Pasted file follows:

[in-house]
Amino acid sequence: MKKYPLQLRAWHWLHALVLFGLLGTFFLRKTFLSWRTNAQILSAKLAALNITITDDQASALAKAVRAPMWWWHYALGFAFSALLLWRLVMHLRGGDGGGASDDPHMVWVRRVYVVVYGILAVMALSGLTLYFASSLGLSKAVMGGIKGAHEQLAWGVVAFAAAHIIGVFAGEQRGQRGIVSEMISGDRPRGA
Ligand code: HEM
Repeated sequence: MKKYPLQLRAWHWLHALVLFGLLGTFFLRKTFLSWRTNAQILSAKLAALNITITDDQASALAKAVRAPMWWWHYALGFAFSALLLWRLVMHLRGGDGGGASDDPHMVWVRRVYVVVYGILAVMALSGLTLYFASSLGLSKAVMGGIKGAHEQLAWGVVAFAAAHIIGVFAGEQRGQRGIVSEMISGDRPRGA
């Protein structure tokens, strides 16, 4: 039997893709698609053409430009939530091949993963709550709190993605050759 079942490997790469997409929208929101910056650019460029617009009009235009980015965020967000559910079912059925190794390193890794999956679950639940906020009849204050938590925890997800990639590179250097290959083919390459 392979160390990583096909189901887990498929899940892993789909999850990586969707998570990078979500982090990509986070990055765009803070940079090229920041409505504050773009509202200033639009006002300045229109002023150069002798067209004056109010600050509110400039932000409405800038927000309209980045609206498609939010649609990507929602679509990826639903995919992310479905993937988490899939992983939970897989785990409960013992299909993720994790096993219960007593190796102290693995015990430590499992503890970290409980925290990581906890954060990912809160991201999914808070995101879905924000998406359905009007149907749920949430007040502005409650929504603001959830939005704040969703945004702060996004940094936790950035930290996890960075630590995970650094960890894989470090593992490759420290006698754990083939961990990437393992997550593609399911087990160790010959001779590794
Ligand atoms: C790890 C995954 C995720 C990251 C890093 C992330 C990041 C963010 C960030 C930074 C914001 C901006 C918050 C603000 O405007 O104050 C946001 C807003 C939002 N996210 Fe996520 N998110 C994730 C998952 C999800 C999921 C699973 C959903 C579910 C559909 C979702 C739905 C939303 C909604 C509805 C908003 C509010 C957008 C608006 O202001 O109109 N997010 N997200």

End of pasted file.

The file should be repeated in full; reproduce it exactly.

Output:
[in-house]
Amino acid sequence: MKKYPLQLRAWHWLHALVLFGLLGTFFLRKTFLSWRTNAQILSAKLAALNITITDDQASALAKAVRAPMWWWHYALGFAFSALLLWRLVMHLRGGDGGGASDDPHMVWVRRVYVVVYGILAVMALSGLTLYFASSLGLSKAVMGGIKGAHEQLAWGVVAFAAAHIIGVFAGEQRGQRGIVSEMISGDRPRGA
Ligand code: HEM
Repeated sequence: MKKYPLQLRAWHWLHALVLFGLLGTFFLRKTFLSWRTNAQILSAKLAALNITITDDQASALAKAVRAPMWWWHYALGFAFSALLLWRLVMHLRGGDGGGASDDPHMVWVRRVYVVVYGILAVMALSGLTLYFASSLGLSKAVMGGIKGAHEQLAWGVVAFAAAHIIGVFAGEQRGQRGIVSEMISGDRPRGA
């Protein structure tokens, strides 16, 4: 039997893709698609053409430009939530091949993963709550709190993605050759 079942490997790469997409929208929101910056650019460029617009009009235009980015965020967000559910079912059925190794390193890794999956679950639940906020009849204050938590925890997800990639590179250097290959083919390459 392979160390990583096909189901887990498929899940892993789909999850990586969707998570990078979500982090990509986070990055765009803070940079090229920041409505504050773009509202200033639009006002300045229109002023150069002798067209004056109010600050509110400039932000409405800038927000309209980045609206498609939010649609990507929602679509990826639903995919992310479905993937988490899939992983939970897989785990409960013992299909993720994790096993219960007593190796102290693995015990430590499992503890970290409980925290990581906890954060990912809160991201999914808070995101879905924000998406359905009007149907749920949430007040502005409650929504603001959830939005704040969703945004702060996004940094936790950035930290996890960075630590995970650094960890894989470090593992490759420290006698754990083939961990990437393992997550593609399911087990160790010959001779590794
Ligand atoms: C790890 C995954 C995720 C990251 C890093 C992330 C990041 C963010 C960030 C930074 C914001 C901006 C918050 C603000 O405007 O104050 C946001 C807003 C939002 N996210 Fe996520 N998110 C994730 C998952 C999800 C999921 C699973 C959903 C579910 C559909 C979702 C739905 C939303 C909604 C509805 C908003 C509010 C957008 C608006 O202001 O109109 N997010 N997200």